KARACHI, July 9: The Karachi Electric Supply Company and the Karachi Water and Sewerage Board on Monday became involved in a war of words over what was described as a 32-hour outage at the Pipri pumping station that caused a shortage of 140 million gallons of water to the city.
The KWSB had claimed that the Pipri pumping station had been without power since 4am on Sunday as a result of which Karachi experienced a shortage of 140 MGD of water that hit Landhi, Korangi, Malir, Bin Qasim, Korangi Creek, Qayyumabad, Kashmir Colony and DHA.
However, holding the KWSB responsible for what it described as an internal cable fault, the KESC made it clear that there had been no power outage at the Pipri pumping station from its end during the past couple of days.
The KWSB claimed that daily four to five hours of loadshedding or so-called technical faults that were becoming too frequent were also responsible for their losing water pressure at their Dhabeji, Gharo, Damloti, North East and other pumping stations.
The water utility asked the KESC to depute able technical staff who can quickly fix the faults cropping up in their plants in order to ensure uninterrupted power to the water board as per the orders of the Sindh High Court.
It also appealed to the Sindh governor and the chief minister and other relevant authorities to take guarantee from the KESC to do the same.
The SHC had on April 24 prevented the KESC from disconnecting power supply to the KWSB’s sensitive spots.
Denying the KWSB claim of the 32-hour-long outage, the KESC said that the faulty internal cables inside Gharo, Dhabeji and Pipri pumping stations had been causing repeated tripping of the power supply feeders but the KWSB authorities had not taken any concrete action towards the replacement of these cables.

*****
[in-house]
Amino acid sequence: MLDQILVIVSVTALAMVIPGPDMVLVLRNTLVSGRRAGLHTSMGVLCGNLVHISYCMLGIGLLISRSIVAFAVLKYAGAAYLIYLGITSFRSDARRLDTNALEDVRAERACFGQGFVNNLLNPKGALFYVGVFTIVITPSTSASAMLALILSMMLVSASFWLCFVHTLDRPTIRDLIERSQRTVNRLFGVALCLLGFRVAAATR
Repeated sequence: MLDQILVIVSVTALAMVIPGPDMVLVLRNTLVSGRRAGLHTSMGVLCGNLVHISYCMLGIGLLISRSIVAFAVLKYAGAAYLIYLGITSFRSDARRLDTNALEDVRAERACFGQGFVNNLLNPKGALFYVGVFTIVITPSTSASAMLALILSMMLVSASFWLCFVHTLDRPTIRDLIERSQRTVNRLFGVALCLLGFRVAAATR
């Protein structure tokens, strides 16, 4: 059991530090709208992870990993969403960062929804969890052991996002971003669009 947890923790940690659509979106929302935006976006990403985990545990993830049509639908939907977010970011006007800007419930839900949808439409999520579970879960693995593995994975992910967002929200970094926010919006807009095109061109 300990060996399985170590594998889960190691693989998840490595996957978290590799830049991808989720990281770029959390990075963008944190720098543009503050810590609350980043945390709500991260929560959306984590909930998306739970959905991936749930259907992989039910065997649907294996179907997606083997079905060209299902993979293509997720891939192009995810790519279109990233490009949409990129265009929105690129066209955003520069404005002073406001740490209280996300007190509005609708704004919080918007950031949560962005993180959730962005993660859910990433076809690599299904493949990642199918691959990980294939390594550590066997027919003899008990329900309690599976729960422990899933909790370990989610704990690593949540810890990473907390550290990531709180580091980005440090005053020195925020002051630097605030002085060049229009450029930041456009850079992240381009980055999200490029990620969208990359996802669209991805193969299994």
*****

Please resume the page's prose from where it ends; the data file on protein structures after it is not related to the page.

It said that the power supply feeder actually tripped several times because of the water board’s internal cable fault as there had been no issue experienced at the KESC’s end.
A statement issued by the KESC on Monday said: “After the tripping of the feeder did not stop, KESC asked the water board authorities to first ensure smooth functioning of their internal cables and then write to the power utility to resume its supply. It took some time for the water board authorities to rectify their internal fault after which power supply could be restored.”
It said that the water pumping stations were completely exempted of loadshedding as a public service but the water board was adamant on using the old faulty internal cables, which had been causing great trouble to the power supply system.
The frequent tripping of power supply feeders had been taking place due to the internal faults of pumping station cables but the KWSB had not been able to maintain or replace its internal infrastructure.
The KESC also said that the responsibility of the power utility ended at the point where the internal cables started at any residence, business place, industry or water pumping station.
The KESC reiterated its earlier offer of sharing the cost of cable replacement and asked the water board authorities to take an early decision in that respect so as to permanently rid the power utility as well as the citizens of this frequent issue.